by Expat Chef
August is the best month for tomatoes, the peak of season. As this month winds down, so does the tomato crop. My advice, and I follow it wholeheartedly, is to enjoy them while I can.
I love the different flavors of heirlooms with just basil, balsamic and olive oil and some fresh mozzarella, but if you are going to prepare these beauties, here are a few of my favorite ways this season.
3 large tomatoes, cored, seeded and diced
1 small red onion diced
2 cloves garlic, peeled
1 green pepper or mild green chile, seeded and diced
1 red pepper, seeded and diced
1 jalapeno, cored, seeded and diced (2 for hot)
1/2 tbs. vinegar
1 tsp. lime juice
kosher salt to taste
Once everything but the garlic and cilantro has been chopped and measured and put in a bowl, take about 1/3 of the mixture and place in the workbowl of a food processor. Add the whole garlic cloves. Pulse until chopped fine, but not total puree. Add the mixture back to the bowl, add the cilantro and adjust the salt to taste. You can adjust the heat by adding an extra pepper (or using more mild green chile), or even using a hotter variety of pepper, right up to a habernero, if you can take the heat. I also like to use yellow, orange, green and red tomatoes for extra color and flavor instead of all red ones.
For roasted salsa:
Do not dice the tomatoes, onion or the peppers yet. Quarter all of these instead. Toss with a bit of olive oil, place on a cookie sheet and roast in a 450 degree oven until the vegetables start to brown and caramelize a bit. Let cool, then dice all and proceed.
Perfect Summer Tomato Soup
4 lbs. ripe, red tomatoes (peeled, cored, seeded, diced)
1/3 cup chopped basil
1/2 cup cream
salt and pepper to taste
1 oz. parmesan for shaving on top
This recipe requires just a handful of ingredients, but a bit of time. You will need to peel the tomatoes. The easy way to do this is to cut a half-inch by half-inch "x" in the bottom of each tomato. Have a large pot of boiling water and a larger bowl of ice water ready. Drop the tomatoes in the boiling water (tongs are handy, no need to add burns to other disfigurements). Bring back to a boil by putting the lid on as this helps get the temp back up. Remove the tomatoes (tongs, please) and put each immediately into the ice water for at least one minute. The peel will pull away easily from the flesh.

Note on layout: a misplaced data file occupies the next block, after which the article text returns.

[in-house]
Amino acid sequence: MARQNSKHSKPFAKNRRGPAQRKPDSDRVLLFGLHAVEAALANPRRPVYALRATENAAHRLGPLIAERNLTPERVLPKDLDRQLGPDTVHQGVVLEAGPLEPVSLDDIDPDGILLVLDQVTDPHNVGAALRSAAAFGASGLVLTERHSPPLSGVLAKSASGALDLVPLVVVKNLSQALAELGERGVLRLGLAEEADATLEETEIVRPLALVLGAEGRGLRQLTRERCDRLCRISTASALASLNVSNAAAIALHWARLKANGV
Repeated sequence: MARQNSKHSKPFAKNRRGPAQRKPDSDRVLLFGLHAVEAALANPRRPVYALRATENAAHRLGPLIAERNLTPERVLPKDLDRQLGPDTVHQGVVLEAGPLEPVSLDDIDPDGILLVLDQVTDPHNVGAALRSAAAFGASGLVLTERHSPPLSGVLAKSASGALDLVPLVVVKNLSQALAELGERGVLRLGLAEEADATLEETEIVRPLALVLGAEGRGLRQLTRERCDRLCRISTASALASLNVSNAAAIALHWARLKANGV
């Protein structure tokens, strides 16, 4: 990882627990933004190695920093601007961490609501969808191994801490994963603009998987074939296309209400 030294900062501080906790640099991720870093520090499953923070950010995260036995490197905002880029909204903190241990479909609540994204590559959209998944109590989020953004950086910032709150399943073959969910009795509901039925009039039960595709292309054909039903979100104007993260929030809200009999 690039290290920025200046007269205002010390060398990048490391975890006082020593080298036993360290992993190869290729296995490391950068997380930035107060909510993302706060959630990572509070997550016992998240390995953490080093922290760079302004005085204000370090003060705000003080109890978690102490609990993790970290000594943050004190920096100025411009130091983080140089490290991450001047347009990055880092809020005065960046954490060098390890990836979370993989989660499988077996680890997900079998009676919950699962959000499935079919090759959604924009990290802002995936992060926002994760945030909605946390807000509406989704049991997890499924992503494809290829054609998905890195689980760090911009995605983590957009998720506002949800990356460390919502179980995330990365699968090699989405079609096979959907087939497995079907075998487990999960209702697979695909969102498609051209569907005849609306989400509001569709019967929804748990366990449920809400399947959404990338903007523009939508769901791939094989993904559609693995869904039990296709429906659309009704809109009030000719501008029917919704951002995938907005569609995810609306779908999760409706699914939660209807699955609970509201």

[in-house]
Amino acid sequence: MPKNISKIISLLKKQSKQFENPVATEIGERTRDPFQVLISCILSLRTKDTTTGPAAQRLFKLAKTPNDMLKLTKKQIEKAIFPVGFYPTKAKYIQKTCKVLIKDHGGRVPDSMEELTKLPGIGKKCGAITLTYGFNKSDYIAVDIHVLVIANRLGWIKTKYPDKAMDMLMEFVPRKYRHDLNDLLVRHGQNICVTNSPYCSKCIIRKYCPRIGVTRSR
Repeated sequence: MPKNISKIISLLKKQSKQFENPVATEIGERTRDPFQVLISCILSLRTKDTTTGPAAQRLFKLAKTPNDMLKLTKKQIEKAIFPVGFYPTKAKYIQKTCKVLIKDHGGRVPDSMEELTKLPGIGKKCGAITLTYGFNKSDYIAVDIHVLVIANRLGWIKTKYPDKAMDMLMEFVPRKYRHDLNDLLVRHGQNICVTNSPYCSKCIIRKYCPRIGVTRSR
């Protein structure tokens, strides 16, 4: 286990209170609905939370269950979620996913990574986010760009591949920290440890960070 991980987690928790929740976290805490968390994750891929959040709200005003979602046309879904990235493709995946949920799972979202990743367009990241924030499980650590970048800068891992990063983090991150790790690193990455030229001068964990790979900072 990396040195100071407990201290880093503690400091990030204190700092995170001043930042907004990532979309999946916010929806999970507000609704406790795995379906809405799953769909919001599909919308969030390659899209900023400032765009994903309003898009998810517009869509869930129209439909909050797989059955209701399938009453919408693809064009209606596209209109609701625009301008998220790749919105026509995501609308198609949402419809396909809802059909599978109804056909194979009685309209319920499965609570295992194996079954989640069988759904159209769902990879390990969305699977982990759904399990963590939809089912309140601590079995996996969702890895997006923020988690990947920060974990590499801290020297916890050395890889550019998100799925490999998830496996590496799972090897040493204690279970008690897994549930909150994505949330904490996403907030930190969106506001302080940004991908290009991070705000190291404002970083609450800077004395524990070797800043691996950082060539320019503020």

At this point you will want to core, seed and dice the tomatoes. Coring removes the hard whitish center, which is important to do. Seeding is also important to get rid of the excess moisture and seeds. Left in the tomato, this "goo" will make the soup runny instead of thick and creamy. You want to just have the meat of the tomato. You can seed tomatoes by cutting in half, and scooping out the seeds and gel, and also giving it a gentle squeeze. Will splatter, could stain, be warned.
Seems like a lot of prep work, but it is well worth it. The only other chopping is a third of a cup of fresh basil.
So, the tomatoes are in the pot now. Turn on medium heat. When the tomatoes are gently simmering, add the cream. Bring back to simmer. Stir, salt and pepper to taste. You can stir in the basil, or just garnish on top. Serve with the shaved parmesan on top.
Roasted Vegetable Quesadillas
4 ears fresh corn, kernels removed
3 medium tomatoes, cored, seeded and diced
1 onion, chopped
2 cloves garlic, chopped
1 small yellow squash, diced (can also use zucchini)
2 tbs. olive oil
1/2 tsp. Ancho Chile pepper
salt and pepper to taste
6 10-inch tortillas (I like the ones with no trans fats, made with olive oil)
1-1/2 cup shredded Monterrey Jack cheese (or Pepper Jack for those who like spicy)
Preheat oven to 450 degrees.
Mix the vegetables together and toss with spices and olive oil. Spread out on large baking sheet with 1/2-inch high edges. Roast in oven for 30 minutes. Turn the veggies every 10 minutes to roast evenly and prevent burning. You can do this part a day ahead even. Season to taste with salt and pepper.
Place skillet over medium heat and spray with nonstick spray. Place on tortilla in skillet. Place 1/4 cup cheese and 1/6 of the vegetables onto half of the tortilla. Fold the top over. Brown the quesadilla until just golden, then turn to brown other side. Remove from skillet and repeat with the other five tortillas. These are good alone, or served with light sour cream and cilantro. To make this a main course, just add shredded, cooked chicken. You can serve just the roasted vegetables without the cheese and tortilla. They make a great side dish as is.